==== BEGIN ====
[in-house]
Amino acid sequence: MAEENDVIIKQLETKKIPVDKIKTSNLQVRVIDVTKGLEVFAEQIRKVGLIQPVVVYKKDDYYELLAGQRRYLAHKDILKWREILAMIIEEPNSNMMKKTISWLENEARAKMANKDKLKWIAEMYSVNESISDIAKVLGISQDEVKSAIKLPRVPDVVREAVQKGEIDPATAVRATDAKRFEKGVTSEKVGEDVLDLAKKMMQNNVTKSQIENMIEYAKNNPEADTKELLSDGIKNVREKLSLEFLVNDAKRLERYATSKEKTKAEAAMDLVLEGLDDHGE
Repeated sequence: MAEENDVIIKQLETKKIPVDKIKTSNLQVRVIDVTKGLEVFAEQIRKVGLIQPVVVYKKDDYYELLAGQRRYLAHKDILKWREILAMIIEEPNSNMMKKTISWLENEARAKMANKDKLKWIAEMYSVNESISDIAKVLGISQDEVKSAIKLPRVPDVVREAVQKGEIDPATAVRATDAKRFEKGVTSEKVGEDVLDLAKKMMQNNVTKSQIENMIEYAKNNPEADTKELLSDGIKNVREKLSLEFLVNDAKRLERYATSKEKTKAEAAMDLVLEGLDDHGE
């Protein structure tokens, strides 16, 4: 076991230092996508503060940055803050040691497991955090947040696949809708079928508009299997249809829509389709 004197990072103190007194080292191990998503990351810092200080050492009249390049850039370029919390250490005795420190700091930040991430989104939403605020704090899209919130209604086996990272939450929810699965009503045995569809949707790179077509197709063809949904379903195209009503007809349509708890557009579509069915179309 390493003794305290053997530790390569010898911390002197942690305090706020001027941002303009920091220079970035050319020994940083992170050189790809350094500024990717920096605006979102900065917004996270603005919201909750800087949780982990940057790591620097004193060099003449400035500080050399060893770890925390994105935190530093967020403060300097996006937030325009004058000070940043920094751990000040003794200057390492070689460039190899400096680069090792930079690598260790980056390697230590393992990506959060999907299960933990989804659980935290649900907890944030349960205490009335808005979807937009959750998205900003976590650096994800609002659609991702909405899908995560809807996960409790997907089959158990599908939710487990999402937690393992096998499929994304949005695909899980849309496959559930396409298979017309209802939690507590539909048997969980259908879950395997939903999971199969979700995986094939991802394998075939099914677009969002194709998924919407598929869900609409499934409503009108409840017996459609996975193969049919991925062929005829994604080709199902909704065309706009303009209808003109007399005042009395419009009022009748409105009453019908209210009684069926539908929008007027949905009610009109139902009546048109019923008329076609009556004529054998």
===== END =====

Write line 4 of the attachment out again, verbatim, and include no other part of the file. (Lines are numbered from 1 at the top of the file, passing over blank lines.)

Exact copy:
């Protein structure tokens, strides 16, 4: 076991230092996508503060940055803050040691497991955090947040696949809708079928508009299997249809829509389709 004197990072103190007194080292191990998503990351810092200080050492009249390049850039370029919390250490005795420190700091930040991430989104939403605020704090899209919130209604086996990272939450929810699965009503045995569809949707790179077509197709063809949904379903195209009503007809349509708890557009579509069915179309 390493003794305290053997530790390569010898911390002197942690305090706020001027941002303009920091220079970035050319020994940083992170050189790809350094500024990717920096605006979102900065917004996270603005919201909750800087949780982990940057790591620097004193060099003449400035500080050399060893770890925390994105935190530093967020403060300097996006937030325009004058000070940043920094751990000040003794200057390492070689460039190899400096680069090792930079690598260790980056390697230590393992990506959060999907299960933990989804659980935290649900907890944030349960205490009335808005979807937009959750998205900003976590650096994800609002659609991702909405899908995560809807996960409790997907089959158990599908939710487990999402937690393992096998499929994304949005695909899980849309496959559930396409298979017309209802939690507590539909048997969980259908879950395997939903999971199969979700995986094939991802394998075939099914677009969002194709998924919407598929869900609409499934409503009108409840017996459609996975193969049919991925062929005829994604080709199902909704065309706009303009209808003109007399005042009395419009009022009748409105009453019908209210009684069926539908929008007027949905009610009109139902009546048109019923008329076609009556004529054998």